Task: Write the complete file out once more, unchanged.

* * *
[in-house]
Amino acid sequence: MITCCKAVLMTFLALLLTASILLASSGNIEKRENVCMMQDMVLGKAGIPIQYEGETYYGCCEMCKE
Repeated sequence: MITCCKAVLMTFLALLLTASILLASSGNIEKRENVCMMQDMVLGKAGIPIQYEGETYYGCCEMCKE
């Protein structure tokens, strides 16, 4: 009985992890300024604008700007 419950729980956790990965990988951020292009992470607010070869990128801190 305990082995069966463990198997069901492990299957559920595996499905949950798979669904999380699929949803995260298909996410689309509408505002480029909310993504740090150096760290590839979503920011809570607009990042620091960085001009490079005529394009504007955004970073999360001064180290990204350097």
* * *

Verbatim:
[in-house]
Amino acid sequence: MITCCKAVLMTFLALLLTASILLASSGNIEKRENVCMMQDMVLGKAGIPIQYEGETYYGCCEMCKE
Repeated sequence: MITCCKAVLMTFLALLLTASILLASSGNIEKRENVCMMQDMVLGKAGIPIQYEGETYYGCCEMCKE
């Protein structure tokens, strides 16, 4: 009985992890300024604008700007 419950729980956790990965990988951020292009992470607010070869990128801190 305990082995069966463990198997069901492990299957559920595996499905949950798979669904999380699929949803995260298909996410689309509408505002480029909310993504740090150096760290590839979503920011809570607009990042620091960085001009490079005529394009504007955004970073999360001064180290990204350097």